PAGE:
The record simply wouldn’t exist without Möbius Recordings, so I think the gravitas speaks for itself. 



There are personal offerings on the album but I feel the sights and sounds of Toronto, in a way, play a role. How important is the city to you?

Hmm, that’s interesting. I’d be interested to know in what sense you got that impression. You’re right. There are nods here and there, mainly in the artwork but I’ve lived here my whole life so whatever the sound of Toronto is - and that’s impossible to pin down - I’m sure it bleeds through in some way. 

I’ve never been that songwriter that name-checks locations and whatnot. Some of my favourite songwriters are, but it’s just never come naturally to me. So, my roots/heritage probably leak through more conceptually.

When did music come into your life? Which artists did you obsess over?

Music came into my life, basically, from day one. I remember being very small and wondering who exactly Jo Jo was and what a loner is. The full-on obsession started with The Who. That was my scour-the-earth-for-original-magazines-cut-out-the-pictures-of-Townshend-mid-leap-and-plaster-them-on-my-wall fixation. My influences run the gamut though. Since my teens, it’s been a case of if it moves me then it stays. Genre doesn’t matter to me one iota.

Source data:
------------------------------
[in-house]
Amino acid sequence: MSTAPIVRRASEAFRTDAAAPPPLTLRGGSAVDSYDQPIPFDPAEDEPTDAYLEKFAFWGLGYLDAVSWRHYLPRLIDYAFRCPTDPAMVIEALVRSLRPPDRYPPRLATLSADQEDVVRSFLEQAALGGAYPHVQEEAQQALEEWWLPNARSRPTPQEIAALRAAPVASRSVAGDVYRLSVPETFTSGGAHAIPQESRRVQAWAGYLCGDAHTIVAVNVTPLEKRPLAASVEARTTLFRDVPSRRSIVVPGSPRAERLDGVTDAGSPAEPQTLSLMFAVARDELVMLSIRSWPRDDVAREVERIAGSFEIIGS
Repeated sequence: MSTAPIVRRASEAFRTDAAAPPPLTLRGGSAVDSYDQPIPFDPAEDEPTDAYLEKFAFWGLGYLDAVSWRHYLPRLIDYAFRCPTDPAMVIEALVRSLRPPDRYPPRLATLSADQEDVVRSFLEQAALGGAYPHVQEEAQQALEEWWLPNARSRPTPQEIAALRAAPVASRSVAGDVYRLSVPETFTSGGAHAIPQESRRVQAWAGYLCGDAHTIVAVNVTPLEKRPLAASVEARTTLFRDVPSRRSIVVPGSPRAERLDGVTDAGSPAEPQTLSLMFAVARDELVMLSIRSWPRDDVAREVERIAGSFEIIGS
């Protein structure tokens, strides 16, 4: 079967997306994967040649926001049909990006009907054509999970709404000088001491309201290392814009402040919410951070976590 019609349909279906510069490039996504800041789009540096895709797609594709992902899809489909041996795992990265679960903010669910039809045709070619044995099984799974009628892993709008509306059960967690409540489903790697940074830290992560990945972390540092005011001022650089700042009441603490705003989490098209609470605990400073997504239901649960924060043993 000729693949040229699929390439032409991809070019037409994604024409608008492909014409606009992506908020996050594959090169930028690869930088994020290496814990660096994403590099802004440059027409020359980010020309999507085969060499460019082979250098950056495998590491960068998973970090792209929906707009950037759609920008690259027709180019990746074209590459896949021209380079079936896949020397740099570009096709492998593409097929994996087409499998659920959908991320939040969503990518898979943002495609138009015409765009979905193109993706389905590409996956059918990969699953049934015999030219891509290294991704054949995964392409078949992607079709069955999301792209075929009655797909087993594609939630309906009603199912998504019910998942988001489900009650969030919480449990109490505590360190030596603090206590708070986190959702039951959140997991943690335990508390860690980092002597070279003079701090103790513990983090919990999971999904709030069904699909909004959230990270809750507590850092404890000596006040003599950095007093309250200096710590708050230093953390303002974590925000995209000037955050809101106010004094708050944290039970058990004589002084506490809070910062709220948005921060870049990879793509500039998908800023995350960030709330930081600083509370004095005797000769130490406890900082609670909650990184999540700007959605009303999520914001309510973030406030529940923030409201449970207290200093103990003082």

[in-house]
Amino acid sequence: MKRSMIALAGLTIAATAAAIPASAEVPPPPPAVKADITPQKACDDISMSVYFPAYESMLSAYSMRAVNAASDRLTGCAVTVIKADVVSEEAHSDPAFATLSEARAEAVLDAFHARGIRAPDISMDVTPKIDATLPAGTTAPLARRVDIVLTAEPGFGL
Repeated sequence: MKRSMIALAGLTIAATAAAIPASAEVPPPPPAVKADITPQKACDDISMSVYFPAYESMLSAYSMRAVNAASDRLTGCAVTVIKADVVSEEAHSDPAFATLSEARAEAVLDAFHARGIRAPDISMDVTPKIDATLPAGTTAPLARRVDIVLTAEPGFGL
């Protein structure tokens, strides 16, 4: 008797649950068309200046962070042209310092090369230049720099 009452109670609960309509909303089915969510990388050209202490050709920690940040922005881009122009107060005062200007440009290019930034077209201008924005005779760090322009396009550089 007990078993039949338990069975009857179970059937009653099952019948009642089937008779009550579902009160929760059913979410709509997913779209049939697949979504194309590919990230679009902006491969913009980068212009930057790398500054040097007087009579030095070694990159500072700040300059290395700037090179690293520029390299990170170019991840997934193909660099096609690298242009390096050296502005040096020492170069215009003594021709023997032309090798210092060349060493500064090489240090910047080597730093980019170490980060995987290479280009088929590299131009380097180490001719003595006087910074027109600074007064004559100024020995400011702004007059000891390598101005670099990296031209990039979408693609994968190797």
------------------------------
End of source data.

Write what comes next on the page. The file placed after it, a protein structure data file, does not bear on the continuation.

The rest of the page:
What do you hope to achieve by the end of 2018?

I want this record to reach a lot of ears because it deserves it. It’s my personal best and it’s what’s needed at the moment. Alternative, Rock; Pop - whatever you want to call it - needs a jolt of electricity and realness and, above all, songwriting. There are a million bands that look the part, sound the part but don’t have the tunes. The tunes are here. It's the recipe for longevity. By the end of this year, I want to turn on as many people as possible. 

It’s always getting a little bigger each day which is much, much better than the other way around. 


PHOTO CREDIT: Raquel Simoes

Have you got a favourite memory from your time in music so far – the one that sticks in the mind?

Impossible to pin one down. In many ways, I feel like I’m still just beginning. But, for today? My first club gig ever. The Rockit (long-since gone). That first hit, you know? It’s always the most powerful. You always remember your first time. 

Which three albums mean the most to you would you say (and why)? 

‘The White Album’ (The Beatles) – The Beatles

Because it told me you can do anything.